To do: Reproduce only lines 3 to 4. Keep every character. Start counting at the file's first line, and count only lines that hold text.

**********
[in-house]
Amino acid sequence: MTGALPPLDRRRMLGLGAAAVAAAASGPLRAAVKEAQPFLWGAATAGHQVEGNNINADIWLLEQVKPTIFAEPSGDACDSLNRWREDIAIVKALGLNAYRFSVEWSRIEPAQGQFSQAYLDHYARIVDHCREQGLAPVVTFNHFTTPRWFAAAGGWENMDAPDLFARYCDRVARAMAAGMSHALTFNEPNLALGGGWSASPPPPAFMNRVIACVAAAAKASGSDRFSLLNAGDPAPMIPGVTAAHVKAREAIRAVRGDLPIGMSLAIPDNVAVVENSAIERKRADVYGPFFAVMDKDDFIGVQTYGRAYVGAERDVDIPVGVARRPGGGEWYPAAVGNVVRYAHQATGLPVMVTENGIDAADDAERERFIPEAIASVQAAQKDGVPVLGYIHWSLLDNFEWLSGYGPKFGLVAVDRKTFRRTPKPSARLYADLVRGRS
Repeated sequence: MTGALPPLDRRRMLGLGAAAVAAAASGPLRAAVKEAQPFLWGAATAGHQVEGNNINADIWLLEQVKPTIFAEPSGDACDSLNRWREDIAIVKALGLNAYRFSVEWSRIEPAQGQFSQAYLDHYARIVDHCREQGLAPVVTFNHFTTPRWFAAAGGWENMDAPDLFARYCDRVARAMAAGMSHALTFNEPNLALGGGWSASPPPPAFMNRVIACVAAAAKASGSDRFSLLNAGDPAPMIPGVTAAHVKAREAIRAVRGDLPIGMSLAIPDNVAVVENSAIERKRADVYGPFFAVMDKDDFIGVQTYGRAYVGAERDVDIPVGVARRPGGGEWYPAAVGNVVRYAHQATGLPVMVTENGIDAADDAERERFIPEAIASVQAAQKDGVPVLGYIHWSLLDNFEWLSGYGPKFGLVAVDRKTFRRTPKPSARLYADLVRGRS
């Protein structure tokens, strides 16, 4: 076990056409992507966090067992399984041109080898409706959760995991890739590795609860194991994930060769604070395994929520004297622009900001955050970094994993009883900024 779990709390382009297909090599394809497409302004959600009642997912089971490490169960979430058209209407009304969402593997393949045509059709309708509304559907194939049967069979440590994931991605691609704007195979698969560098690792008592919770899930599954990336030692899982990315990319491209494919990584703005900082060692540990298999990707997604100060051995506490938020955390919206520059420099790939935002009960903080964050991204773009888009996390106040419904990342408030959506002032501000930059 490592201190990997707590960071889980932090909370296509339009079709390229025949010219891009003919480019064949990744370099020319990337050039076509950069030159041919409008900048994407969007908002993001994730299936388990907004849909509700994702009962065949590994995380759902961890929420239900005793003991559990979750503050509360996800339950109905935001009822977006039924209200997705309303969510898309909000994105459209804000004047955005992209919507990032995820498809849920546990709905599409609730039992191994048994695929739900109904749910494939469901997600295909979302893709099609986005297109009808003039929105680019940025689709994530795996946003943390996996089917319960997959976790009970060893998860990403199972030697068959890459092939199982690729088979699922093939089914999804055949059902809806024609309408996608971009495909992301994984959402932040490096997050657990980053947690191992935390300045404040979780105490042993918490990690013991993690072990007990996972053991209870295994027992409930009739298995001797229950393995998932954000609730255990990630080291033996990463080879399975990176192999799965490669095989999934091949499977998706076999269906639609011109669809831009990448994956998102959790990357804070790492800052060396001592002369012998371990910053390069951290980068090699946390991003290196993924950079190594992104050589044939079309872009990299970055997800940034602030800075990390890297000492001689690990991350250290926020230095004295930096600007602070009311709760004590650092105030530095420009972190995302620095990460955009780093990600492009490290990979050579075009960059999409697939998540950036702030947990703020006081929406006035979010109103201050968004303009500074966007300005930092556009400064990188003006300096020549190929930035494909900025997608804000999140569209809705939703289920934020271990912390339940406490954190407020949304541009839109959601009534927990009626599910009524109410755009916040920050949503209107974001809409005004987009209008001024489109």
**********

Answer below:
Repeated sequence: MTGALPPLDRRRMLGLGAAAVAAAASGPLRAAVKEAQPFLWGAATAGHQVEGNNINADIWLLEQVKPTIFAEPSGDACDSLNRWREDIAIVKALGLNAYRFSVEWSRIEPAQGQFSQAYLDHYARIVDHCREQGLAPVVTFNHFTTPRWFAAAGGWENMDAPDLFARYCDRVARAMAAGMSHALTFNEPNLALGGGWSASPPPPAFMNRVIACVAAAAKASGSDRFSLLNAGDPAPMIPGVTAAHVKAREAIRAVRGDLPIGMSLAIPDNVAVVENSAIERKRADVYGPFFAVMDKDDFIGVQTYGRAYVGAERDVDIPVGVARRPGGGEWYPAAVGNVVRYAHQATGLPVMVTENGIDAADDAERERFIPEAIASVQAAQKDGVPVLGYIHWSLLDNFEWLSGYGPKFGLVAVDRKTFRRTPKPSARLYADLVRGRS
């Protein structure tokens, strides 16, 4: 076990056409992507966090067992399984041109080898409706959760995991890739590795609860194991994930060769604070395994929520004297622009900001955050970094994993009883900024 779990709390382009297909090599394809497409302004959600009642997912089971490490169960979430058209209407009304969402593997393949045509059709309708509304559907194939049967069979440590994931991605691609704007195979698969560098690792008592919770899930599954990336030692899982990315990319491209494919990584703005900082060692540990298999990707997604100060051995506490938020955390919206520059420099790939935002009960903080964050991204773009888009996390106040419904990342408030959506002032501000930059 490592201190990997707590960071889980932090909370296509339009079709390229025949010219891009003919480019064949990744370099020319990337050039076509950069030159041919409008900048994407969007908002993001994730299936388990907004849909509700994702009962065949590994995380759902961890929420239900005793003991559990979750503050509360996800339950109905935001009822977006039924209200997705309303969510898309909000994105459209804000004047955005992209919507990032995820498809849920546990709905599409609730039992191994048994695929739900109904749910494939469901997600295909979302893709099609986005297109009808003039929105680019940025689709994530795996946003943390996996089917319960997959976790009970060893998860990403199972030697068959890459092939199982690729088979699922093939089914999804055949059902809806024609309408996608971009495909992301994984959402932040490096997050657990980053947690191992935390300045404040979780105490042993918490990690013991993690072990007990996972053991209870295994027992409930009739298995001797229950393995998932954000609730255990990630080291033996990463080879399975990176192999799965490669095989999934091949499977998706076999269906639609011109669809831009990448994956998102959790990357804070790492800052060396001592002369012998371990910053390069951290980068090699946390991003290196993924950079190594992104050589044939079309872009990299970055997800940034602030800075990390890297000492001689690990991350250290926020230095004295930096600007602070009311709760004590650092105030530095420009972190995302620095990460955009780093990600492009490290990979050579075009960059999409697939998540950036702030947990703020006081929406006035979010109103201050968004303009500074966007300005930092556009400064990188003006300096020549190929930035494909900025997608804000999140569209809705939703289920934020271990912390339940406490954190407020949304541009839109959601009534927990009626599910009524109410755009916040920050949503209107974001809409005004987009209008001024489109």